Former Hastings man, mountaineer and polar explorer George Lowe has been made a Companion of the New Zealand Order of Merit in the New Year’s honours list.
Mr Lowe, who has lived in England since about 1960, was a member of the 1953 British Everest Expedition which made the first successful assault on the world’s highest mountain.
Two years later he joined the Commonwealth Trans-Antarctic Expedition as photographer for what was to be the first crossing of the continent, a 4000km, 99-day trek.
Mr Lowe has had an active role on the management committee of the Trans-Antarctic Association since it was formed in 1962 to provide financial assistance to Commonwealth exploration projects. He is also chairman of the Sir Edmund Hillary Himalayan Trust in the United Kingdom.
It is for services to New Zealand interests in the United Kingdom that he receives the award, the third highest of the New Zealand Royal honours.
Mr Lowe was born in Hastings in 1924 attending West School (now Raureka) and then Hastings High School. Following university, teachers’ college and completing his country service, he taught at Parkvale School before joining the Everest expedition.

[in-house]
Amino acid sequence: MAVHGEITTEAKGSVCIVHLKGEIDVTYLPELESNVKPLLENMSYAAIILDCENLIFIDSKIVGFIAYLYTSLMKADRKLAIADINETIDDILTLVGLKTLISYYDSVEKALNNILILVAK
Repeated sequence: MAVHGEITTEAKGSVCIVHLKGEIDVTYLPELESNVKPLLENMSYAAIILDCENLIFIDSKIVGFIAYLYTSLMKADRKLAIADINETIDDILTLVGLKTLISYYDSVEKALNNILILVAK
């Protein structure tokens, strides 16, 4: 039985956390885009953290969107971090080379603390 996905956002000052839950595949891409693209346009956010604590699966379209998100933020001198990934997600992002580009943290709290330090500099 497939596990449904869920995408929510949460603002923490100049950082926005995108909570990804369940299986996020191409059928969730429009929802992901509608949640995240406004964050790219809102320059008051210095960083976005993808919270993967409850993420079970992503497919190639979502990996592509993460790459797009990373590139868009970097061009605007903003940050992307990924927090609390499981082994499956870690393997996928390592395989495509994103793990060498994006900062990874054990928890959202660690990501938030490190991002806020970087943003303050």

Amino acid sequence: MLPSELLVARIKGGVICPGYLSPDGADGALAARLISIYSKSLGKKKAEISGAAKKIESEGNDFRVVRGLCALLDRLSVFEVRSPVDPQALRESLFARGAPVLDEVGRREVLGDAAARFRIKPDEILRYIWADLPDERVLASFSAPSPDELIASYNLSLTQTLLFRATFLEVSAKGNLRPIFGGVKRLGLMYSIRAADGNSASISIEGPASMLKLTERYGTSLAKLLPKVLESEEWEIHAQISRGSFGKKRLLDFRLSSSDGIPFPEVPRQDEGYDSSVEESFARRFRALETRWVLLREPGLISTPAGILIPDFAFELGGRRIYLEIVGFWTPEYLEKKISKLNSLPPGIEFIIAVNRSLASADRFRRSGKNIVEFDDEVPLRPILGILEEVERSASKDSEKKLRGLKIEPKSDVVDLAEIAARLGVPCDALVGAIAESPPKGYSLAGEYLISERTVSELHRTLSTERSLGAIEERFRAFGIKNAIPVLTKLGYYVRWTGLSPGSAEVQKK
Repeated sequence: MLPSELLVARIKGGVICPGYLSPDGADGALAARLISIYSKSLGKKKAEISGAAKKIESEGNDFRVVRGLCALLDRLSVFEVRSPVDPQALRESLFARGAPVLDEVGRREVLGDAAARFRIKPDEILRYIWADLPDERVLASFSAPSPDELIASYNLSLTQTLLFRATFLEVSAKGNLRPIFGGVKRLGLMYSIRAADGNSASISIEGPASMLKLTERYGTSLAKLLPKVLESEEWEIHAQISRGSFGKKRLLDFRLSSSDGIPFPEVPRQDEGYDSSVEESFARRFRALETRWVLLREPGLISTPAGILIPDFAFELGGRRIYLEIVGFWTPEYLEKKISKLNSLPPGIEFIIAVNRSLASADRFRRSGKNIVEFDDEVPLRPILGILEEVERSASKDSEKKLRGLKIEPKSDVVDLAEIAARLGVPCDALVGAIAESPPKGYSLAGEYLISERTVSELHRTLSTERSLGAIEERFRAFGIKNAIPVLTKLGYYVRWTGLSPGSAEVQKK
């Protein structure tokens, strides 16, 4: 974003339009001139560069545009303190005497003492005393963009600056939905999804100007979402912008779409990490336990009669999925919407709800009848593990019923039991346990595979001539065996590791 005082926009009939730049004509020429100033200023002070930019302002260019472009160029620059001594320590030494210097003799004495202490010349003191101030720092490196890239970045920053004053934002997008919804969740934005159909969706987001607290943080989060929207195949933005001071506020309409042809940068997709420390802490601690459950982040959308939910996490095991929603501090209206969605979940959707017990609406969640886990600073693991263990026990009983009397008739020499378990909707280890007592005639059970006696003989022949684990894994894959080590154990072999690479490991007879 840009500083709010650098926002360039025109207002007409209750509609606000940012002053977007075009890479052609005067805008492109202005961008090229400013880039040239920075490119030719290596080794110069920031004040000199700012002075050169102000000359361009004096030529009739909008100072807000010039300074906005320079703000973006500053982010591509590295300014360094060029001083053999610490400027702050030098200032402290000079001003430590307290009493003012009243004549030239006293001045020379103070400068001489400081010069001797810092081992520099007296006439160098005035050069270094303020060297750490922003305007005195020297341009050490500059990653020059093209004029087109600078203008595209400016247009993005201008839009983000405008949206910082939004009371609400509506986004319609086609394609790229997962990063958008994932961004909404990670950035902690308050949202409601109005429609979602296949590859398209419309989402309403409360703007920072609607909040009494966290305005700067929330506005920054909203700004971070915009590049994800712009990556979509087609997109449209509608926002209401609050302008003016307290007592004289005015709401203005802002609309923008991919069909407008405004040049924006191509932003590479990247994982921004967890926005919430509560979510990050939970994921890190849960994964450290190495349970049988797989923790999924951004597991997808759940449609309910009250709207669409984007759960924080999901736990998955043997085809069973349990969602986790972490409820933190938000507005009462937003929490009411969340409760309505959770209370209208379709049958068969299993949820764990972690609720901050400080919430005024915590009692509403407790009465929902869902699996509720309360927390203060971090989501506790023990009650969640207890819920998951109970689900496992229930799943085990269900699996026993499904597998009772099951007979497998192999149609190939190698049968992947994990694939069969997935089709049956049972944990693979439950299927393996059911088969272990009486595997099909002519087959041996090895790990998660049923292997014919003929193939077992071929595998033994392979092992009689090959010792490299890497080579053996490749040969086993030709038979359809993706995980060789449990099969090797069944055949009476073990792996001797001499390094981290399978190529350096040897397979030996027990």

After the Antarctic crossing Mr Lowe returned to his profession of teaching, but finding the New Zealand education authorities uncompromising in their refusal to acknowledge his years of experience at Everest and in the Antarctic, he moved to England. There he accepted the offer of a post at the prestigious boys’ public school Repton where he had spoken during a lecture tour of the United Kingdom and United States following the successful expedition.
He later went to Chile where for 16 years he was headmaster of another large private school, Grange School in San Diego. He returned to England to be a school inspector until his retirement in 1984.
When in Hastings he was a member of Heretaunga Tramping Club of which he is former patron and now a life member. Mr Lowe still returns to Hastings every few years to visit his brother Arch and other family.
But home is a .8 hectare block in Derbyshire where he and his second wife Mary have developed a garden specialising in Southern Hemisphere trees.
He still goes to Nepal regularly, combining visits to Hillary Trust projects with private trekking.